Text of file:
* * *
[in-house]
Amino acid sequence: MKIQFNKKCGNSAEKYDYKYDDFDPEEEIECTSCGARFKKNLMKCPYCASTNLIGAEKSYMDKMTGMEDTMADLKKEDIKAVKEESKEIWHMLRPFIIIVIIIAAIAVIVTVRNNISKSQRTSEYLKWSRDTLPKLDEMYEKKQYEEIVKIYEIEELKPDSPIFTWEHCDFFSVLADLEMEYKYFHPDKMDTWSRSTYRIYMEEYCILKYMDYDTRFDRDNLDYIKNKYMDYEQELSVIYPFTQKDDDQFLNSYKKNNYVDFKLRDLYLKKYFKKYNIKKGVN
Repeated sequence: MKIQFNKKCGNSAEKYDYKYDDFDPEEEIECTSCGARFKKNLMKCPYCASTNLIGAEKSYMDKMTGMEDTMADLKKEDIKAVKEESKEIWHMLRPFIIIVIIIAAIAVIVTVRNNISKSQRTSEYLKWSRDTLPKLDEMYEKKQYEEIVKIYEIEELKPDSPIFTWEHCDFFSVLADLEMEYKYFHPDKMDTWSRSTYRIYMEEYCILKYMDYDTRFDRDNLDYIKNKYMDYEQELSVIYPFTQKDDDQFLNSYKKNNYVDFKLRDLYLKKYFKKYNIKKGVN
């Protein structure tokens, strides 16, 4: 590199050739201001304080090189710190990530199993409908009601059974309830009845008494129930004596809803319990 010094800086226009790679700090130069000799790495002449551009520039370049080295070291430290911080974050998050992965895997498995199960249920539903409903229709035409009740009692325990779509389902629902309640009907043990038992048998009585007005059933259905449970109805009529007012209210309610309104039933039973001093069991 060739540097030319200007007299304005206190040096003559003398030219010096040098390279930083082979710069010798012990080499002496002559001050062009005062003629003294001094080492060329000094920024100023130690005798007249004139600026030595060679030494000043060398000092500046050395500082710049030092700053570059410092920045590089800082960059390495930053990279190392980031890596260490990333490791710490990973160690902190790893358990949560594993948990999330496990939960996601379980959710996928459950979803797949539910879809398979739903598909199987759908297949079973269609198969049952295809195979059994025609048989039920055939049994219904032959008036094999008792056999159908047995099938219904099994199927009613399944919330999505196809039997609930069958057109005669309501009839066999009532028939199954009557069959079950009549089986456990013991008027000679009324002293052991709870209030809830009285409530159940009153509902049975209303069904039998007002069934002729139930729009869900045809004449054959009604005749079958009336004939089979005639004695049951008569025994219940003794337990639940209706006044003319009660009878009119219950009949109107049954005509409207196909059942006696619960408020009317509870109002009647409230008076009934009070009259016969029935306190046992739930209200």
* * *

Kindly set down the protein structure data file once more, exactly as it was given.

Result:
[in-house]
Amino acid sequence: MKIQFNKKCGNSAEKYDYKYDDFDPEEEIECTSCGARFKKNLMKCPYCASTNLIGAEKSYMDKMTGMEDTMADLKKEDIKAVKEESKEIWHMLRPFIIIVIIIAAIAVIVTVRNNISKSQRTSEYLKWSRDTLPKLDEMYEKKQYEEIVKIYEIEELKPDSPIFTWEHCDFFSVLADLEMEYKYFHPDKMDTWSRSTYRIYMEEYCILKYMDYDTRFDRDNLDYIKNKYMDYEQELSVIYPFTQKDDDQFLNSYKKNNYVDFKLRDLYLKKYFKKYNIKKGVN
Repeated sequence: MKIQFNKKCGNSAEKYDYKYDDFDPEEEIECTSCGARFKKNLMKCPYCASTNLIGAEKSYMDKMTGMEDTMADLKKEDIKAVKEESKEIWHMLRPFIIIVIIIAAIAVIVTVRNNISKSQRTSEYLKWSRDTLPKLDEMYEKKQYEEIVKIYEIEELKPDSPIFTWEHCDFFSVLADLEMEYKYFHPDKMDTWSRSTYRIYMEEYCILKYMDYDTRFDRDNLDYIKNKYMDYEQELSVIYPFTQKDDDQFLNSYKKNNYVDFKLRDLYLKKYFKKYNIKKGVN
């Protein structure tokens, strides 16, 4: 590199050739201001304080090189710190990530199993409908009601059974309830009845008494129930004596809803319990 010094800086226009790679700090130069000799790495002449551009520039370049080295070291430290911080974050998050992965895997498995199960249920539903409903229709035409009740009692325990779509389902629902309640009907043990038992048998009585007005059933259905449970109805009529007012209210309610309104039933039973001093069991 060739540097030319200007007299304005206190040096003559003398030219010096040098390279930083082979710069010798012990080499002496002559001050062009005062003629003294001094080492060329000094920024100023130690005798007249004139600026030595060679030494000043060398000092500046050395500082710049030092700053570059410092920045590089800082960059390495930053990279190392980031890596260490990333490791710490990973160690902190790893358990949560594993948990999330496990939960996601379980959710996928459950979803797949539910879809398979739903598909199987759908297949079973269609198969049952295809195979059994025609048989039920055939049994219904032959008036094999008792056999159908047995099938219904099994199927009613399944919330999505196809039997609930069958057109005669309501009839066999009532028939199954009557069959079950009549089986456990013991008027000679009324002293052991709870209030809830009285409530159940009153509902049975209303069904039998007002069934002729139930729009869900045809004449054959009604005749079958009336004939089979005639004695049951008569025994219940003794337990639940209706006044003319009660009878009119219950009949109107049954005509409207196909059942006696619960408020009317509870109002009647409230008076009934009070009259016969029935306190046992739930209200």